There has been plenty of comedy in most superhero comics, and there have been plenty of parodies of superheroes, but for sheer surreality and goofiness -- with a heart of gold and violence -- none have ever topped the Flaming Carrot. This bastion of lunacy, written and drawn by Bob Burden, has been around since 1979, jumping from publisher to publisher and entertaining fans to this day.

While most of us imagine being as smart and fearsome as Batman or as powerful as the Hulk, in our heart of hearts we know we'd probably be a lot more closer to the Flaming Carrot. His origin (video below) is similar to that of Don Quixote: After reading 5,000 comic books in a row to win a bet, a man suffered brain damage and became the Flaming Carrot. While he has no powers per se, his giant fake carrot head has a flame that can be increased or decreased, and he keeps a nuclear-powered pogo stick in his snout. He carries guns (and usually shoots the bad guys), gets a wide variety of weird gadgets, and always wears flippers (in case he has to swim).

Flaming Carrot is the defender of Palookaville, a neighborhood in Iron City. While he is something of a neighborhood hero, he makes a living by running a laundromat and taking the money he finds at crime scenes. He has battled mobsters, aliens, the cloned feet of Hitler, wannabe supervillains, and even a giant talking chicken wing (the latter in "Crouching Carrot, Hidden Hotwing"). He's teamed up with such local heroes as the Mystery Men (the team of second-rate heroes who inspired the movie of the same name) and Sponge Boy and appeared in comic books with the Teenage Mutant Ninja Turtles and Cerebus the Aardvark.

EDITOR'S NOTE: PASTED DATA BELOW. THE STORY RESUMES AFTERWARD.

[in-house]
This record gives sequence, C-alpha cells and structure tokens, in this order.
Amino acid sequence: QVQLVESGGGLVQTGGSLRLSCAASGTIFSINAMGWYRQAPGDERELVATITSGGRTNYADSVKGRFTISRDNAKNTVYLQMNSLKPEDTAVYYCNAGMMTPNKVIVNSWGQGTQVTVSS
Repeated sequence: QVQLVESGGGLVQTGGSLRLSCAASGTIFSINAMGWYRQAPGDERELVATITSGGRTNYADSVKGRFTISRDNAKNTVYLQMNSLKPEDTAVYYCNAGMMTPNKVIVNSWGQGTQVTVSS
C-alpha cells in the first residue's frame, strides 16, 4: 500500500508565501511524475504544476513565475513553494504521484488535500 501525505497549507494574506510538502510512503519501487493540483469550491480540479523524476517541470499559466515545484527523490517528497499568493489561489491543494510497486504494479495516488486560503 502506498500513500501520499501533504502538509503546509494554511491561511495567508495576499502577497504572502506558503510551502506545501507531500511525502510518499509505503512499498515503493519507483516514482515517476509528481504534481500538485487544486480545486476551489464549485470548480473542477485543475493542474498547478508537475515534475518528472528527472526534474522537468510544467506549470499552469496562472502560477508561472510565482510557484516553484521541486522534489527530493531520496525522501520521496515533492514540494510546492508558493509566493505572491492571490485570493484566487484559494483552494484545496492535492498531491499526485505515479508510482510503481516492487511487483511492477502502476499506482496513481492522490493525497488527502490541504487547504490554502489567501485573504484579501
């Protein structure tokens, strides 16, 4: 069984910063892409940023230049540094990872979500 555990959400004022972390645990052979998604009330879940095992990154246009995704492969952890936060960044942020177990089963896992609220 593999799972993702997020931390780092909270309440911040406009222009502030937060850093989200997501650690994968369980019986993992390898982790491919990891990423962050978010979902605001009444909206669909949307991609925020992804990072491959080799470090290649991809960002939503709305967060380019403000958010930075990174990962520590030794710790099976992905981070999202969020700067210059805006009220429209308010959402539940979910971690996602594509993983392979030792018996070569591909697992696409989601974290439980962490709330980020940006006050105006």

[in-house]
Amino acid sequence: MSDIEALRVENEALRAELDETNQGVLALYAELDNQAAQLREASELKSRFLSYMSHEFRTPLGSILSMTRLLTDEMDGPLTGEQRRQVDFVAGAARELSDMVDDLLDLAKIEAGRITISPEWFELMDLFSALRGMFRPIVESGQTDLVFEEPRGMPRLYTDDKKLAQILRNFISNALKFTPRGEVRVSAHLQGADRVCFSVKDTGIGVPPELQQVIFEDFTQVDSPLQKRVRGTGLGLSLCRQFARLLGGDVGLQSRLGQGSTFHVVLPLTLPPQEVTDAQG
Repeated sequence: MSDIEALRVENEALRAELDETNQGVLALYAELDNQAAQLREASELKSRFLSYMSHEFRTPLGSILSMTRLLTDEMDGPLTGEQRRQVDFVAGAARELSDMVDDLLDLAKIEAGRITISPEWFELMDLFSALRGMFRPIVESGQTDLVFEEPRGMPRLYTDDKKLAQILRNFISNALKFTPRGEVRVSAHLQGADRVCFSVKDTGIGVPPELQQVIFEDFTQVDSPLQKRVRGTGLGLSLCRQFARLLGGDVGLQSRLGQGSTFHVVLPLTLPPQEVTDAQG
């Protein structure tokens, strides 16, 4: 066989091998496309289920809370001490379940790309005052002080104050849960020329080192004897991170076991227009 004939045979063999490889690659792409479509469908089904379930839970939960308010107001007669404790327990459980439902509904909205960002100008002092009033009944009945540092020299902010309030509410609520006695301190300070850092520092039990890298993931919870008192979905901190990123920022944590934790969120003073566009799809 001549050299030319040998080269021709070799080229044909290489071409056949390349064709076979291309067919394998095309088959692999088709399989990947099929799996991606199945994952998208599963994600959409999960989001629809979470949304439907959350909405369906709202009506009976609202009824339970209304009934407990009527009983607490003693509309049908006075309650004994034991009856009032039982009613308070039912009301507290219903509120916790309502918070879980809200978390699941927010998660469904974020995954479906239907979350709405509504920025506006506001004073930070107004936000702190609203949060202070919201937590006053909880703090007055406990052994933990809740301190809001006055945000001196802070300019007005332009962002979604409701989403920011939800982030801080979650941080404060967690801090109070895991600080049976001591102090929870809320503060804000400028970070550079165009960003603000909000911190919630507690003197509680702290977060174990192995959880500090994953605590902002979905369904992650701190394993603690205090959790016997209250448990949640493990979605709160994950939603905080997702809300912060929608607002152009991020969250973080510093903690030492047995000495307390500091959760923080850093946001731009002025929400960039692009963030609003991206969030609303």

While parody is easy, there's a certain heart and charm to the world of the Flaming Carrot that elevates it past simple superhero jokes. This lunatic hero may be a crimefighter, but he also spends plenty of time doing regular things (in costume), from dating the ladies to performing as a lounge singer. He often speaks in sentence fragments, likes to exclaim "Ut!" when surprised or excited, and makes massive leaps of logic that usually turn out to be true (like assuming the evil Umpires in NY would be hiding at the Umpire State Building -- and then finding them at the Empire State Building). It's a weird, goofy world the Carrot lives in -- but it sure is fun!

The most recent new issues of Flaming Carrot Comics were a 4-issue miniseries put out by Image Comics in 2004, with an issue in 2006 using photos instead of artwork. The older issues are collected in black and white collections, and the Flaming Carrot Kickstarter Project has met its goal, which means more hardbound and digital copies of the classic stories will be available. The Flaming Carrot has also been on a t-shirt (which I had) and had his own action figure (which I have).

One of the Flaming Carrot collections proclaims "The wild shall wild remain" and that certainly applies to the orange avenger. With all the changes that have happened in the world since the Flaming Carrot first appeared, his unique charming lunacy remains as fun as ever.


Overall grade: A-

Reviewed by James Lynch

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